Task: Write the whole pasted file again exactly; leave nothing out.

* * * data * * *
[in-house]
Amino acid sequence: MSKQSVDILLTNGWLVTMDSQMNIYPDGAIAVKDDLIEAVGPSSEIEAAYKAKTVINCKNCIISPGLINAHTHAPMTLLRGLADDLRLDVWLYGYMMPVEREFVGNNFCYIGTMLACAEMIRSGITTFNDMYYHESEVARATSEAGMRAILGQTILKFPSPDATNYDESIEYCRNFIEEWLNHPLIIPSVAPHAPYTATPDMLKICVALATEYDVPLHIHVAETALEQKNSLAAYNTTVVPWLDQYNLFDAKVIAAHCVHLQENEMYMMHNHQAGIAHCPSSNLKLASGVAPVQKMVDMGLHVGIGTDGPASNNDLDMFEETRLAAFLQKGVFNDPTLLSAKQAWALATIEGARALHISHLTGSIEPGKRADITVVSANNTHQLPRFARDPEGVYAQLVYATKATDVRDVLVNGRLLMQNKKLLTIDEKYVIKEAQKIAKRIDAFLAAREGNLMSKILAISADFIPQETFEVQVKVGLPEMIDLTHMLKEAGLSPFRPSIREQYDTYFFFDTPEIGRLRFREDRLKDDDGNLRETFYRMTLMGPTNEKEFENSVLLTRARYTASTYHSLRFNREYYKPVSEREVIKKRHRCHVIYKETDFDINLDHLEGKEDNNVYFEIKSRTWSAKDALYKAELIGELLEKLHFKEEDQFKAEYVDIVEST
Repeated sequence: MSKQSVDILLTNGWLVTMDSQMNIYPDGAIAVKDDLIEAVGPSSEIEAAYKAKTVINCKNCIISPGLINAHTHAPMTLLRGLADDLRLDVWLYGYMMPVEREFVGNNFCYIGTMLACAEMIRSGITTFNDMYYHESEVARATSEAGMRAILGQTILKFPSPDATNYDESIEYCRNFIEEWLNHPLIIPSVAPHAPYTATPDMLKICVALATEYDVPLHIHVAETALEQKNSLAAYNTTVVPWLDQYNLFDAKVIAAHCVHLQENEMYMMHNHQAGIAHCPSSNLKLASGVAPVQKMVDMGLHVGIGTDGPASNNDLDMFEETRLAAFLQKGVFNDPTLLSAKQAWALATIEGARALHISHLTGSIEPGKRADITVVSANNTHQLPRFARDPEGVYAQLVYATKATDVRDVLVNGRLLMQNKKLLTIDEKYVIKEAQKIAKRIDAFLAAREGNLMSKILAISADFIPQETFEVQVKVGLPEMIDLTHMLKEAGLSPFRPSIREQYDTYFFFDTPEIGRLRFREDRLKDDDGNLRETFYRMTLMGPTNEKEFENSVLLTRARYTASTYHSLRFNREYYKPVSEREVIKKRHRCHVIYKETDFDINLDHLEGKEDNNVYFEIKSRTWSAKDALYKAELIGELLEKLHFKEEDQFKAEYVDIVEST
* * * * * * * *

[in-house]
Amino acid sequence: MSKQSVDILLTNGWLVTMDSQMNIYPDGAIAVKDDLIEAVGPSSEIEAAYKAKTVINCKNCIISPGLINAHTHAPMTLLRGLADDLRLDVWLYGYMMPVEREFVGNNFCYIGTMLACAEMIRSGITTFNDMYYHESEVARATSEAGMRAILGQTILKFPSPDATNYDESIEYCRNFIEEWLNHPLIIPSVAPHAPYTATPDMLKICVALATEYDVPLHIHVAETALEQKNSLAAYNTTVVPWLDQYNLFDAKVIAAHCVHLQENEMYMMHNHQAGIAHCPSSNLKLASGVAPVQKMVDMGLHVGIGTDGPASNNDLDMFEETRLAAFLQKGVFNDPTLLSAKQAWALATIEGARALHISHLTGSIEPGKRADITVVSANNTHQLPRFARDPEGVYAQLVYATKATDVRDVLVNGRLLMQNKKLLTIDEKYVIKEAQKIAKRIDAFLAAREGNLMSKILAISADFIPQETFEVQVKVGLPEMIDLTHMLKEAGLSPFRPSIREQYDTYFFFDTPEIGRLRFREDRLKDDDGNLRETFYRMTLMGPTNEKEFENSVLLTRARYTASTYHSLRFNREYYKPVSEREVIKKRHRCHVIYKETDFDINLDHLEGKEDNNVYFEIKSRTWSAKDALYKAELIGELLEKLHFKEEDQFKAEYVDIVEST
Repeated sequence: MSKQSVDILLTNGWLVTMDSQMNIYPDGAIAVKDDLIEAVGPSSEIEAAYKAKTVINCKNCIISPGLINAHTHAPMTLLRGLADDLRLDVWLYGYMMPVEREFVGNNFCYIGTMLACAEMIRSGITTFNDMYYHESEVARATSEAGMRAILGQTILKFPSPDATNYDESIEYCRNFIEEWLNHPLIIPSVAPHAPYTATPDMLKICVALATEYDVPLHIHVAETALEQKNSLAAYNTTVVPWLDQYNLFDAKVIAAHCVHLQENEMYMMHNHQAGIAHCPSSNLKLASGVAPVQKMVDMGLHVGIGTDGPASNNDLDMFEETRLAAFLQKGVFNDPTLLSAKQAWALATIEGARALHISHLTGSIEPGKRADITVVSANNTHQLPRFARDPEGVYAQLVYATKATDVRDVLVNGRLLMQNKKLLTIDEKYVIKEAQKIAKRIDAFLAAREGNLMSKILAISADFIPQETFEVQVKVGLPEMIDLTHMLKEAGLSPFRPSIREQYDTYFFFDTPEIGRLRFREDRLKDDDGNLRETFYRMTLMGPTNEKEFENSVLLTRARYTASTYHSLRFNREYYKPVSEREVIKKRHRCHVIYKETDFDINLDHLEGKEDNNVYFEIKSRTWSAKDALYKAELIGELLEKLHFKEEDQFKAEYVDIVEST